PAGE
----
Some of the more interesting and important items for March 22nd :
- Japan Ignored Warning of Nuclear Vulnerability – WSJ.com – Japanese regulators discussed in recent months the use of new cooling technologies at nuclear plants that could have lessened or prevented the disaster that struck this month when a tsunami wiped out the electricity at the stricken Fukushima Daiichi power facility.
- Joseph Stiglitz on the U.S., Japan and Europe – Barrons.com – A Nobel Prize-winning economist says the West hasn't learned much from Japan's long slump or the struggles of Hoovernomics.
- Fukushima Engineer Says He Covered Up Flaw at Shut Reactor – Bloomberg – Mitsuhiko Tanaka says he helped conceal a manufacturing defect in the $250 million steel vessel installed at the Fukushima Dai-Ichi No. 4 reactor while working for a unit of Hitachi Ltd. (6501) in 1974. The reactor, which Tanaka has called a “time bomb,” was shut for maintenance when the March 11 earthquake triggered a 7-meter (23-foot) tsunami that disabled cooling systems at the plant, leading to explosions and radiation leaks.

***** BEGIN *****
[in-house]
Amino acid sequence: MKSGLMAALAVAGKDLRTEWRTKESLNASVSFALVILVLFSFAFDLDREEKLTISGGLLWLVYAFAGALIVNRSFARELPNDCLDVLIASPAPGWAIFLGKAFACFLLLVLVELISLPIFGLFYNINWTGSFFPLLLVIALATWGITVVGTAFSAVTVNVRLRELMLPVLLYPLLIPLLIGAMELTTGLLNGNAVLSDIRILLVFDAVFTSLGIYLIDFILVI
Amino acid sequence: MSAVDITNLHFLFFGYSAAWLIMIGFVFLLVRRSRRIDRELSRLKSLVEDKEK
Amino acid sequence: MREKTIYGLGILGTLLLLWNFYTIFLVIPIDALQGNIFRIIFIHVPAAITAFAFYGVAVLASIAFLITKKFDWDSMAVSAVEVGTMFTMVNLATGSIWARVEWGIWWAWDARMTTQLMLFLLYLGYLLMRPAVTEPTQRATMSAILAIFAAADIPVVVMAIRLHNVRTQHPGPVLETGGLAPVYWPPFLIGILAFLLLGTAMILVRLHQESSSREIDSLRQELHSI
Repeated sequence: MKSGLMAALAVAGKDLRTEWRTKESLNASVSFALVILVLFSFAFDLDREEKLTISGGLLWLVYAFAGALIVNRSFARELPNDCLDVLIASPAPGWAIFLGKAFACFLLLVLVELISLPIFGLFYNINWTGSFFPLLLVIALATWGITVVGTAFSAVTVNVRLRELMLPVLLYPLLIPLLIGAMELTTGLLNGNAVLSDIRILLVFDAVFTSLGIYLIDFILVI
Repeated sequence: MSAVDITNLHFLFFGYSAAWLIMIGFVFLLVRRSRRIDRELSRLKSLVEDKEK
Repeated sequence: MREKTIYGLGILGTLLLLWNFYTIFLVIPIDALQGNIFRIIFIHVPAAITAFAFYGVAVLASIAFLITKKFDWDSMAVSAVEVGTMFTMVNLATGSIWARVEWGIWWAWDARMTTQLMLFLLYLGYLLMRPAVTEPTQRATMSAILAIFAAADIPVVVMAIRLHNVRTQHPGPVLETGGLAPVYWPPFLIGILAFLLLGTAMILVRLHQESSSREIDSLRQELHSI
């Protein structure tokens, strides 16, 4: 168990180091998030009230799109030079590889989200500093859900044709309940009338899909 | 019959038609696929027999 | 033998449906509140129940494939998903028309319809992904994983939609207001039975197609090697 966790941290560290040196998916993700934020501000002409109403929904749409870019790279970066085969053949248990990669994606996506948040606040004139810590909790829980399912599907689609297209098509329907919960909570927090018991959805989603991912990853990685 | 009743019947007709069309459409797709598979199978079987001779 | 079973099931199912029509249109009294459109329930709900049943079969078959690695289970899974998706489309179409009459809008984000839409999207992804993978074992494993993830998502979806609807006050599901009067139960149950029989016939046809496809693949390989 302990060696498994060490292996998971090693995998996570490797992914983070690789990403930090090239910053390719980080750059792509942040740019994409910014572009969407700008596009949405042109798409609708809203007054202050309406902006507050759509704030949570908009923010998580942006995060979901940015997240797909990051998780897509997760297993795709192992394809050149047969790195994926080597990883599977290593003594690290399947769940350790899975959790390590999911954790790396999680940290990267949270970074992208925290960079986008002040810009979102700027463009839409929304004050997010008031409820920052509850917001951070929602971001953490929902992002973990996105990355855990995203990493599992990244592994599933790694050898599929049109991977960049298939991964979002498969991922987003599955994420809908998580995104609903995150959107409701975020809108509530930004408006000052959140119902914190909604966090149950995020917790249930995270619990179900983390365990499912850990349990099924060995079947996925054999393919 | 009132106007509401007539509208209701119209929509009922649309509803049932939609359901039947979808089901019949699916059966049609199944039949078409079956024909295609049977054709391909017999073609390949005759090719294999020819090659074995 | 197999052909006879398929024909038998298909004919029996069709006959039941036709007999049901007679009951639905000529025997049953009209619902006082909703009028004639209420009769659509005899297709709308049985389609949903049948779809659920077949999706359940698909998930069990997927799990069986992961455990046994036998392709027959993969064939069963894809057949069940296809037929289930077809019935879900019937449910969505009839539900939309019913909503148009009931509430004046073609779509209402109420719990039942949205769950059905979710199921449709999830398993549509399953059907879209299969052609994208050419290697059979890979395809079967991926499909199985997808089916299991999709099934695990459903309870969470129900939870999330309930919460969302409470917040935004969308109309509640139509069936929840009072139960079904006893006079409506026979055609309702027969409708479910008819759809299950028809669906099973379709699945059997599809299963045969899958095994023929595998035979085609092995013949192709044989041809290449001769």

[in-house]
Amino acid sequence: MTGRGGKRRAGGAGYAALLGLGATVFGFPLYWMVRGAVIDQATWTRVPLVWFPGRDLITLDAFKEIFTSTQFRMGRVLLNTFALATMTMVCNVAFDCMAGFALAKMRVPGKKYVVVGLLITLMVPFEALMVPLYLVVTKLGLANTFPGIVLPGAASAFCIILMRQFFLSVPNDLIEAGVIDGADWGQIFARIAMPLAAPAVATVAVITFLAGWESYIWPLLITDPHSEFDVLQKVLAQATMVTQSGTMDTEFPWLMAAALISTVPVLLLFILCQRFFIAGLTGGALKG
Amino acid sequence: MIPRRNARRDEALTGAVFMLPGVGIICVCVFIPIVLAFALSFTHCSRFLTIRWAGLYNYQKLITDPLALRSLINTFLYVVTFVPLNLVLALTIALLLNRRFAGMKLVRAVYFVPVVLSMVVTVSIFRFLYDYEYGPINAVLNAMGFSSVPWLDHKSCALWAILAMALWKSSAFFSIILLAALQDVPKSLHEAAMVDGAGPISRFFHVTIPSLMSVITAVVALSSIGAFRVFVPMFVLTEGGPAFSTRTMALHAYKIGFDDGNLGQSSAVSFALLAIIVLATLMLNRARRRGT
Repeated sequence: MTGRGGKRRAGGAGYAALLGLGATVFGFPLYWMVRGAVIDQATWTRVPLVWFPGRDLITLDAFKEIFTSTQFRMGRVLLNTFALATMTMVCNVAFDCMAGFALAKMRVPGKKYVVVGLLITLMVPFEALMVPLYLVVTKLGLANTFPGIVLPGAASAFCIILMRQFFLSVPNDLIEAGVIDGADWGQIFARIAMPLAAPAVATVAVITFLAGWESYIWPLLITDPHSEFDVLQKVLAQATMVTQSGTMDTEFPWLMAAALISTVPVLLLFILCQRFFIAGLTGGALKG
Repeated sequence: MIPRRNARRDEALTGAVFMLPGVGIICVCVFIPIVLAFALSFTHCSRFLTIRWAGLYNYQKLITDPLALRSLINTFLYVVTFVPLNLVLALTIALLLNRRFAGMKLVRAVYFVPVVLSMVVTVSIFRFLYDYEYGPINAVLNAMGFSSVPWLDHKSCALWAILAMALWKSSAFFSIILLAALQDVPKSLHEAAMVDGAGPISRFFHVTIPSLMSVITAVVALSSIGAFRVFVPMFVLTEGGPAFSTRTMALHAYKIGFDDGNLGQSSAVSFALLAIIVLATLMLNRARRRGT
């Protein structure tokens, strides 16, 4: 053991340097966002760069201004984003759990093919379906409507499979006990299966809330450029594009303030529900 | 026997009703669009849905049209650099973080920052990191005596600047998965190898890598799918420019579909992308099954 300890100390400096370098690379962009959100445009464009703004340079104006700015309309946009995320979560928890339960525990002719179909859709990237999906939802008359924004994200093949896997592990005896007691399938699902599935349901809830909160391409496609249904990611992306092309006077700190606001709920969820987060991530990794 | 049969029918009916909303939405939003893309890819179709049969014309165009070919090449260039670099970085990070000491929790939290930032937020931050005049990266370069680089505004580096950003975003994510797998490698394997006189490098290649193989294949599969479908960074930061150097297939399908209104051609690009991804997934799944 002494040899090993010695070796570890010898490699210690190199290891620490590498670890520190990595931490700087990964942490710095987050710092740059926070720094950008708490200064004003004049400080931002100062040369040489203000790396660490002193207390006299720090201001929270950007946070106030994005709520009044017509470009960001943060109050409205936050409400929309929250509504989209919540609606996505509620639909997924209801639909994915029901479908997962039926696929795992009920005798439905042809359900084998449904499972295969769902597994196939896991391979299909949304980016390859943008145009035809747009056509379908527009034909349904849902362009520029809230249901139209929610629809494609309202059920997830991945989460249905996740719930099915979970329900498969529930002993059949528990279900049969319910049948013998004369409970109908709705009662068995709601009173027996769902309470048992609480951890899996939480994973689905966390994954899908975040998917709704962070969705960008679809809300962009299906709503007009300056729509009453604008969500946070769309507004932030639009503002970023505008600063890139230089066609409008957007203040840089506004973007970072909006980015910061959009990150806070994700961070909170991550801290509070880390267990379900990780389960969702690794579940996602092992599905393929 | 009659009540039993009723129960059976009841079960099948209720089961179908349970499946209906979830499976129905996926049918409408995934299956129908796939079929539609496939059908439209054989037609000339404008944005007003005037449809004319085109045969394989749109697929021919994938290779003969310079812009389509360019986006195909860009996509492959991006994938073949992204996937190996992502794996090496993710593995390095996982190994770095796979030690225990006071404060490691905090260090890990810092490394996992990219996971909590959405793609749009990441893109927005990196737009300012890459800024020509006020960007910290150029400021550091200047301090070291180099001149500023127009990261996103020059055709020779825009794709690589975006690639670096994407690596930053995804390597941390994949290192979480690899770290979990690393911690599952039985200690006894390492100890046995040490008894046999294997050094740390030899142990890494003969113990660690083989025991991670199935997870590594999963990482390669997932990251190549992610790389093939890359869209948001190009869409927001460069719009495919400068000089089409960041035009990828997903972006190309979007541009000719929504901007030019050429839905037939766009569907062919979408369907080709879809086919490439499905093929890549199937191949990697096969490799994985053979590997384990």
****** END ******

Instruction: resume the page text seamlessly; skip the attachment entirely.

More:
- Japan supply paralysis spreads as firms cut output | Reuters – TOKYO (Reuters) – Sony Corp cut output at five more plants and Toyota Motor Corp delayed restarting assembly lines, as the global supply of parts and products began to feel the full impact of Japan's catastrophic earthquake.
- Fed Had Profit From Investments of $82 Billion Last Year – NYTimes.com – The 12 regional banks that make up the Federal Reserve system held $2.4 trillion in government debt, mortgage-backed securities and other investments at the end of 2010, mostly amassed in an effort to backstop the financial system, according to a combined financial statement the Fed published Tuesday.
- 500 Internal Server Error – 500 Internal Server Error
- Another Hazard at Stricken Plant – Spent Fuel – NYTimes.com – READ THIS: Figures provided by Tokyo Electric Power on Thursday show that most of the dangerous uranium at the power plant is actually in the spent fuel rods, not the reactor cores themselves. The electric utility said that a total of 11,195 spent fuel rod assemblies were stored at the site. That is about four times as much radioactive material as in the reactor cores combined.